Despite tough start, Turnbull 'glad to be back out there'

April 2nd, 2023

ST. PETERSBURG -- Considering how spent the past season and a half, it would’ve been hard for him to call Saturday’s 12-2 Tigers loss to the Rays a bad day at Tropicana Field -- and not just because he was chased after 2 1/3 innings.

The bad days for Turnbull were part of the rehab process last summer, getting his surgically repaired right elbow back in a condition where he could pitch again. Some days were good, others brutal. His career was put on hold just a handful of starts after he threw a no-hitter that had seemingly punctuated his arrival among the game’s nastiest pitchers.

“You have a lot of downtime, and it gets hard,” he said in Spring Training. “You can get depressed. You can stay anxious and fearful a lot. I’ve had to battle a lot of that over the last year and a half, but I’ve learned a lot about myself -- a lot of therapy, a lot of workouts, a lot of monotonous stuff.”

In that context, he will never take for granted the opportunity to get on a mound and compete. Even so, Saturday was tough.

“Definitely appreciate the opportunity,” Turnbull said. “No one wants to give up a seven-spot and get pulled out in the third inning. It’s tough for the boys to rally behind that. But I am glad to be back out there in a big league game. It’s been a long time. So I take that as a positive.”

Turnbull was battling from the outset, when Tampa Bay’s first four batters reached base safely, including a Randy Arozarena RBI double. With the bases loaded and nobody out, Turnbull reared back and challenged Luke Raley with fastballs, culminating in a 96 mph heater inside that sent down Raley swinging. It was Turnbull’s first Major League strikeout since he fanned then-White Sox phenom Yermin Mercedes on June 4, 2021, his last batter faced before surgery.

When Jose Siri grounded into a double play two pitches later, Turnbull pumped his fist at the play behind him from shortstop Javier Báez and second baseman Zach McKinstry, a double-play duo together for the first time. The fire was back.

Turnbull returned the favor in the second inning after a Josh Lowe popup fell between Báez and center fielder Riley Greene for a one-out double. His foul-tip strikeout of Francisco Mejía was one of the few sliders he felt positive about all day.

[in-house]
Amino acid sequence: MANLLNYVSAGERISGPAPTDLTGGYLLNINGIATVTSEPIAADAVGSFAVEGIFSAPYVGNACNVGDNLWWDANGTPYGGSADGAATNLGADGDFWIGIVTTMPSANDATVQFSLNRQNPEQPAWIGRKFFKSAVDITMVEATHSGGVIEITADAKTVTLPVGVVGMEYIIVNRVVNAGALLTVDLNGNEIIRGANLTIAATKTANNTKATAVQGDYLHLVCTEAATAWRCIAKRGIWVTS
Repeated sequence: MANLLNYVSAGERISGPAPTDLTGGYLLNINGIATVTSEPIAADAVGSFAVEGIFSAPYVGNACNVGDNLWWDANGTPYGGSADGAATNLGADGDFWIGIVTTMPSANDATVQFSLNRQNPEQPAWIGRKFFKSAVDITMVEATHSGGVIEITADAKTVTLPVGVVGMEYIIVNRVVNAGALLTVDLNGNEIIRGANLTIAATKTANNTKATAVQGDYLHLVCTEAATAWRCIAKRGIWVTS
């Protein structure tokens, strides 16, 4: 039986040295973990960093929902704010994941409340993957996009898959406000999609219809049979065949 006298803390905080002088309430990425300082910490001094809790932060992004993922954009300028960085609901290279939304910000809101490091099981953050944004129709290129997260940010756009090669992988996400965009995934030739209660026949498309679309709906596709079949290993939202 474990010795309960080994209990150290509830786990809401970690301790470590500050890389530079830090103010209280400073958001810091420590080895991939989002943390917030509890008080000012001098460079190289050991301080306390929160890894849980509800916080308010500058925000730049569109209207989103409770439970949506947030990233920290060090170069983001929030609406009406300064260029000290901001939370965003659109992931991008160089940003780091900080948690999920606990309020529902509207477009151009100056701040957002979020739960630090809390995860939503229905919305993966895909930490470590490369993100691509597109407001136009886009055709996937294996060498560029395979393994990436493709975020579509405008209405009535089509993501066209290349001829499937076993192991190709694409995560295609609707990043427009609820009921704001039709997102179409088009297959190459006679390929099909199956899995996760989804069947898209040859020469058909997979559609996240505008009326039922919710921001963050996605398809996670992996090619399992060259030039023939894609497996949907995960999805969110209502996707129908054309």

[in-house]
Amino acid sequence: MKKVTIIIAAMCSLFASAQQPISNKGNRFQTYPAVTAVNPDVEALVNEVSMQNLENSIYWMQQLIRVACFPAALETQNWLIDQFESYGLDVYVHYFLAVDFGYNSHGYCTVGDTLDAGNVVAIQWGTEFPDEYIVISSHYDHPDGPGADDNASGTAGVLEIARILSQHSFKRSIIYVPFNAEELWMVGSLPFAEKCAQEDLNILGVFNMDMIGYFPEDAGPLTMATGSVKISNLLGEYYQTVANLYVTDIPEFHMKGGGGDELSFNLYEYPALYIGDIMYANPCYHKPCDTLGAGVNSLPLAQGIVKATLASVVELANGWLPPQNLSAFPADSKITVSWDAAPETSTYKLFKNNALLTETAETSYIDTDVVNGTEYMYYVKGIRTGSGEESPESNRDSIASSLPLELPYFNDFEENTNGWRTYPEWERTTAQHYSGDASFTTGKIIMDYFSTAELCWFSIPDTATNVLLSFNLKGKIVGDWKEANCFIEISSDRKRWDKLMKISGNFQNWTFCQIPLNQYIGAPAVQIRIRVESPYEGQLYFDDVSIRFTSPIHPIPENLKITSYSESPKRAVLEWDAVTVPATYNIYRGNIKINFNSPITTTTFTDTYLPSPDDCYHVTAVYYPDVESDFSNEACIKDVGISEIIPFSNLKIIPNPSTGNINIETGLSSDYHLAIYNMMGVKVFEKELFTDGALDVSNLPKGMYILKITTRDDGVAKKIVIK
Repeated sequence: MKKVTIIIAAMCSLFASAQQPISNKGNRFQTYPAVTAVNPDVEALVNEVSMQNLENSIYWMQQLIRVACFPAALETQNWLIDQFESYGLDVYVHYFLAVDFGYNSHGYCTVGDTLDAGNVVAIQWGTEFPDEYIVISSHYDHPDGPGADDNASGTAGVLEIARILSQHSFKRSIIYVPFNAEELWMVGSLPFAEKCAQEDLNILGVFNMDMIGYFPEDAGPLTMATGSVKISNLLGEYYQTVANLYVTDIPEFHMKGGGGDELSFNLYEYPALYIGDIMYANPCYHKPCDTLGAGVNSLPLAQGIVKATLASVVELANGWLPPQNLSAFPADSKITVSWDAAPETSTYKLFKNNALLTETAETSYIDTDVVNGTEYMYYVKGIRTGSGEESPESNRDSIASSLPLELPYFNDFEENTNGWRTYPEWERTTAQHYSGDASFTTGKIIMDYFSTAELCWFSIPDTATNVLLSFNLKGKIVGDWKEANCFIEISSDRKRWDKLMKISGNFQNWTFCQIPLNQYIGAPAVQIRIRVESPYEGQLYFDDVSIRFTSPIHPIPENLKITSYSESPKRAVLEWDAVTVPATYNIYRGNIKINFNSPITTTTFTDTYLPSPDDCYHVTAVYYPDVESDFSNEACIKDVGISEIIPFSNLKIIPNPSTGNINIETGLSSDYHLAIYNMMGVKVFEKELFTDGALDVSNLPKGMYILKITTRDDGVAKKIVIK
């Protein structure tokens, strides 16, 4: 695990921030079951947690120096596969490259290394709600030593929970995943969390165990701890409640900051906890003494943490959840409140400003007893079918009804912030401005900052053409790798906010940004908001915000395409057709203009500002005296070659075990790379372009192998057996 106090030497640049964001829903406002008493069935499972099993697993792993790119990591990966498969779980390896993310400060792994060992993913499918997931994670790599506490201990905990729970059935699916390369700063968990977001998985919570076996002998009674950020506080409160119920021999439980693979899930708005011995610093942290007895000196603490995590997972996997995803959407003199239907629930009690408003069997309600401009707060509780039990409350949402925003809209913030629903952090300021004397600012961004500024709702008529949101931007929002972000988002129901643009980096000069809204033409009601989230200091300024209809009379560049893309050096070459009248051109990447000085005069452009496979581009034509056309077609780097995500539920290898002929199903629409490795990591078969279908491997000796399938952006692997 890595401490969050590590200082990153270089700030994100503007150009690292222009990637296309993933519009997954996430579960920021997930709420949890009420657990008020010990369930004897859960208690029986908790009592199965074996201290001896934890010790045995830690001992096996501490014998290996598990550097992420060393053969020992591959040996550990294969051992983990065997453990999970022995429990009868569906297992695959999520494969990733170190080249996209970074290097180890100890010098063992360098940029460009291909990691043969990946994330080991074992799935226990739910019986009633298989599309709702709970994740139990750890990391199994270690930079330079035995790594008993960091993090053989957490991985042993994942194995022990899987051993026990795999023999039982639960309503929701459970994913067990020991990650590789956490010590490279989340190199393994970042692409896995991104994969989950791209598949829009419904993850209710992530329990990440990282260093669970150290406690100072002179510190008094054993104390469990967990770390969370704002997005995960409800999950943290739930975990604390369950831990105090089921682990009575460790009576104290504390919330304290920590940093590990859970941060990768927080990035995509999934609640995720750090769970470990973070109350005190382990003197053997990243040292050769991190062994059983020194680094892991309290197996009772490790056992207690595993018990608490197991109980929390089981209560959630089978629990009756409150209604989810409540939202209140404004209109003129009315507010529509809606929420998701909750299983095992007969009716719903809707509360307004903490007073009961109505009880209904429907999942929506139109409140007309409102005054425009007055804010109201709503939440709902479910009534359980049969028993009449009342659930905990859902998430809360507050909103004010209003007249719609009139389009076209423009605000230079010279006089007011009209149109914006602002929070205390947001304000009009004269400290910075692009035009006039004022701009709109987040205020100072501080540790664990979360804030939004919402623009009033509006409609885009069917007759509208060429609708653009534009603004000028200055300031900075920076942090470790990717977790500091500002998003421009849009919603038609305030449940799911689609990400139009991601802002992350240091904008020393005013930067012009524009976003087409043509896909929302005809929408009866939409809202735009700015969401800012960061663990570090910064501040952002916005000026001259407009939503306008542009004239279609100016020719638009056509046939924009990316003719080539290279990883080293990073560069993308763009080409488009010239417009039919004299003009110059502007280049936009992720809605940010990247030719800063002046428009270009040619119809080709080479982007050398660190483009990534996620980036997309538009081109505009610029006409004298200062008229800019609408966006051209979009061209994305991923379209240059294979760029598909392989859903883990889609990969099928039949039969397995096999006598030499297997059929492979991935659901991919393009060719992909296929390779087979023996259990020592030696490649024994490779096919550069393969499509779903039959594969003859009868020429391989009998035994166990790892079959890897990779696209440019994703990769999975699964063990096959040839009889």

“I think in general, when his slider is backing up, that’s a little troublesome for him,” manager A.J. Hinch said.

A two-out walk to Yandy Díaz put another runner on for Brandon Lowe, but Turnbull leveraged an 0-2 count to get an inning-ending groundout.

Turnbull seemed to be on stable footing. But his first pitch of the third inning, a changeup that caught Arozarena on the elbow, put him back in trouble once Wander Franco’s opposite-field double put runners at second and third.

Turnbull still regrouped, fanning Raley on a changeup and putting Siri in an 0-2 count. But his 1-2 curveball was the right pitch in the wrong location. Siri crushed the hanger down the left-field line for a two-run double, and the inning spiraled out of control from there.

“It’s hard when you have to get away from the slider, because I just wasn’t executing it at all,” Turnbull said. “Usually I’m able to work out of those with a lot less damage. That third inning just blew up, got out of hand. But I was pitching behind guys all day. Good hitters are going to get you.”

Turnbull’s long-awaited return ended with a career-high seven runs allowed and as many walks as strikeouts, three apiece. Yet he induced nine swings and misses in just 63 pitches, at least one each off his two-seam and four-seam fastballs, changeup, curveball and slider. His fastball topped out at 95.7 mph, according to Statcast. But he drew just seven called strikes, four of them off his two-seamer.

“I just told him it was a lack of execution,” catcher Eric Haase said. “Game plan was fine. Getting ahead of guys was fine. Putting them away was a different story.”

Expect some more outings like this over the course of Turnbull’s return season. Velocity often returns before command for pitchers who undergo Tommy John surgery, though Turnbull suspects his trouble was more with his footwork in his delivery. Expect better outings, too, if he can build on the swing-and-miss stuff. And expect him to appreciate each time he takes the mound.